Cancer Cachexia and Fat Metabolism

  • Josep M. Argilés
  • Vanessa Almendro
  • Sílvia Busquets
  • Francisco J. López-Soriano


Cancer cachexia is one of the worst effects of malignancy, accounting for nearly a third of cancer deaths. It is a pathological state characterised by weight loss together with anorexia, weakness, anaemia, and asthaenia. The complications associated with the appearance of the cachectic syndrome affect both the physiological and biochemical balance of the patient and influence the efficiency of anticancer treatment, resulting in a considerably decreased survival time. At the metabolic level, cachexia is associated with loss of body lipid stores. Alterations in lipid metabolism are partially mediated by changes in circulating hormone concentrations (insulin, glucagon, and glucocorticoids, in particular) or in their effectiveness. However, a large number of observations point towards cytokines, polypeptides released mainly by immune cells, as the molecules responsible for the above-mentioned metabolic derangements. The role of humoral factors in fat metabolism in the cancer patient has been discussed; among cytokines, tumour necrosis factor-α (TNF-α) seems to have a key role in the lipid metabolic changes associated with cancer cachexia.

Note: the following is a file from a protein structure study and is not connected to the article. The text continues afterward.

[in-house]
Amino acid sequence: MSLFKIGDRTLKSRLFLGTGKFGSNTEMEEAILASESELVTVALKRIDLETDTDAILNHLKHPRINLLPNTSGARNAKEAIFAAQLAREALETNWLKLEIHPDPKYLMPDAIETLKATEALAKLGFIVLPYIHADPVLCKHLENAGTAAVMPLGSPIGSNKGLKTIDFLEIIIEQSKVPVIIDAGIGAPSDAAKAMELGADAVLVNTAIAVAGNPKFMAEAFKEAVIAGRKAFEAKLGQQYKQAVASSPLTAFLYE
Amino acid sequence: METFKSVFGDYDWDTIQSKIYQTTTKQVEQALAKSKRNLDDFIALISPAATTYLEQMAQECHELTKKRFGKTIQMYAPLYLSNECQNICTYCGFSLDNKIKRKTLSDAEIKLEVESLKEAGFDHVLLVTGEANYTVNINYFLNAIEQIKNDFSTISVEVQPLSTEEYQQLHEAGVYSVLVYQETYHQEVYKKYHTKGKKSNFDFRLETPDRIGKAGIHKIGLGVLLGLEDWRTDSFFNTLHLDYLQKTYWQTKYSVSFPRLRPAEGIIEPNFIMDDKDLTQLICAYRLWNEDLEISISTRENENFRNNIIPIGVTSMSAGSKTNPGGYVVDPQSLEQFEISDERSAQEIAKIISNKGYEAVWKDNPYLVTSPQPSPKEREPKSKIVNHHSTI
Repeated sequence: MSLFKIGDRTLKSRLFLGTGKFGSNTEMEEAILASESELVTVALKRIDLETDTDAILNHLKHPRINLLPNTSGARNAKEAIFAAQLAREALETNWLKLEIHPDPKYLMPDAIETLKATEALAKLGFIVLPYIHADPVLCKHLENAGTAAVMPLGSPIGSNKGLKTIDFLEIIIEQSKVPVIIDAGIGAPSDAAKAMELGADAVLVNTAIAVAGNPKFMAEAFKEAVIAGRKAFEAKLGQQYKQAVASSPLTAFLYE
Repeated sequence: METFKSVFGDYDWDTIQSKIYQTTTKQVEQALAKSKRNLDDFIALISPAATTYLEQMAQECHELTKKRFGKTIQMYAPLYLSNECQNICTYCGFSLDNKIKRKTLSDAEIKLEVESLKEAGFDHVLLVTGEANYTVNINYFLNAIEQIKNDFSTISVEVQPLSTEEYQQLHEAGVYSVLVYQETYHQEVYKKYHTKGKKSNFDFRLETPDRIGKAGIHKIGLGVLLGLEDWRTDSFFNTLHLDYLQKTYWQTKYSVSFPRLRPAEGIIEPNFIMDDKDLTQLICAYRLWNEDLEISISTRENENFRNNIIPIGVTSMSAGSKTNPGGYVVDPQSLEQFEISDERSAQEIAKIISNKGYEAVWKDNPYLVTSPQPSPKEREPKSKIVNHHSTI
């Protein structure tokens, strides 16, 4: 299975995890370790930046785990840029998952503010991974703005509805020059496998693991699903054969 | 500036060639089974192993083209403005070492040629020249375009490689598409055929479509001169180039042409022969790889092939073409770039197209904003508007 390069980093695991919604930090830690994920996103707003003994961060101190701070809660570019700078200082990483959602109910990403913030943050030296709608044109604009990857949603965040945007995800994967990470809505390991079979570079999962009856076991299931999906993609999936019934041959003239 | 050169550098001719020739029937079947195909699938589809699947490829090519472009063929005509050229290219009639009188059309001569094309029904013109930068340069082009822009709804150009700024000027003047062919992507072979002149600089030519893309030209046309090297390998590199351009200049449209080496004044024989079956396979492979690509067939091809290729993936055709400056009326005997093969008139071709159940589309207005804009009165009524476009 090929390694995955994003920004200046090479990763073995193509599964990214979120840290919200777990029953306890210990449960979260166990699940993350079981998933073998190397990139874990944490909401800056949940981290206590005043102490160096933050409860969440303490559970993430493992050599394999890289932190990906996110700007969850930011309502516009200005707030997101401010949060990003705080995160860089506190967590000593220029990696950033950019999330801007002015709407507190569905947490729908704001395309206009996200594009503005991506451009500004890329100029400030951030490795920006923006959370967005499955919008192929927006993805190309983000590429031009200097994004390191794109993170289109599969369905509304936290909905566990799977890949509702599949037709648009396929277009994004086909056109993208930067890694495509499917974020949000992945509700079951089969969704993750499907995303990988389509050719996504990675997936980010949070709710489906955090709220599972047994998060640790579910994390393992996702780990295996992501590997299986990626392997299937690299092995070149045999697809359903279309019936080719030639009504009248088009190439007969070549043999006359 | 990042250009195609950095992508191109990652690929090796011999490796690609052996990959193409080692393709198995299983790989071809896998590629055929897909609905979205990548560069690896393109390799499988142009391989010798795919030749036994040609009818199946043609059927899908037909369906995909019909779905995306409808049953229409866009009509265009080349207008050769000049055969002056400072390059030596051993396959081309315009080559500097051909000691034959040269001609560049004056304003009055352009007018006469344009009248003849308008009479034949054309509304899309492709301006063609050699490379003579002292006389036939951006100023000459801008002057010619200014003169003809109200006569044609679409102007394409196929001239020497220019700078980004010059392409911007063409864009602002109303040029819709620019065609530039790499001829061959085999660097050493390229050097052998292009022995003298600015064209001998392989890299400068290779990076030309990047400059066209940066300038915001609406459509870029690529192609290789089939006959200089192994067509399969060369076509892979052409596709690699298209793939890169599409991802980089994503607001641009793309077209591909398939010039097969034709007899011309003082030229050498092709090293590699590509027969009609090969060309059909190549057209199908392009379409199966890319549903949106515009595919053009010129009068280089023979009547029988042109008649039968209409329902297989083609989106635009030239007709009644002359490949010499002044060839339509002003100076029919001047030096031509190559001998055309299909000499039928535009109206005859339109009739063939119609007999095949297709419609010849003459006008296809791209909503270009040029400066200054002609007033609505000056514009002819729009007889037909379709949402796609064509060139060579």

Adipose Tissue White Adipose Tissue Bulimia Nervosa Cancer Cachexia Lipoprotein Lipase Activity 
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Copyright information

© Springer-Verlag Italia 2006

Authors and Affiliations

  • Josep M. Argilés
    • 1
  • Vanessa Almendro
    • 1
  • Sílvia Busquets
    • 1
  • Francisco J. López-Soriano
    • 1
  1. 1.Cancer Research Group, Department of Biochemistry and Molecular BiologyUniversity of BarcelonaBarcelonaSpain

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